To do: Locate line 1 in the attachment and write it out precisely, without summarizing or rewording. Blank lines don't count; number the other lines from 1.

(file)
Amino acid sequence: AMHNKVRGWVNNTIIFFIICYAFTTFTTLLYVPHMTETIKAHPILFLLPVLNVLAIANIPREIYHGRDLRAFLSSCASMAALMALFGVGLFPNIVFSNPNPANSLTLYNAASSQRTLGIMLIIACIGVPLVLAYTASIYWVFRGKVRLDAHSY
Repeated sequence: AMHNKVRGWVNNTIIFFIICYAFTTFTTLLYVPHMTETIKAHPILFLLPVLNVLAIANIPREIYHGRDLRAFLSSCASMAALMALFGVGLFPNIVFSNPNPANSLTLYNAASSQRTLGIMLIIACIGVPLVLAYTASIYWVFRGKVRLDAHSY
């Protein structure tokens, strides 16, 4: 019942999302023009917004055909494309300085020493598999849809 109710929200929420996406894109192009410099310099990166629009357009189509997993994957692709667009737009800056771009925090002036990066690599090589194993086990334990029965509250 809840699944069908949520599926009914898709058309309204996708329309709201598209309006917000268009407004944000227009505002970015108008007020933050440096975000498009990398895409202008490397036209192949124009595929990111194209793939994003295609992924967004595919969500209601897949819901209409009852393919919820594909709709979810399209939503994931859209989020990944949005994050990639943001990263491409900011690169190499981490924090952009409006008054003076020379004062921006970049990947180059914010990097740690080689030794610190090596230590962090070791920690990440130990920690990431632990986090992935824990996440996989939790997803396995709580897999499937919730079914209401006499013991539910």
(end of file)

Amino acid sequence: AMHNKVRGWVNNTIIFFIICYAFTTFTTLLYVPHMTETIKAHPILFLLPVLNVLAIANIPREIYHGRDLRAFLSSCASMAALMALFGVGLFPNIVFSNPNPANSLTLYNAASSQRTLGIMLIIACIGVPLVLAYTASIYWVFRGKVRLDAHSY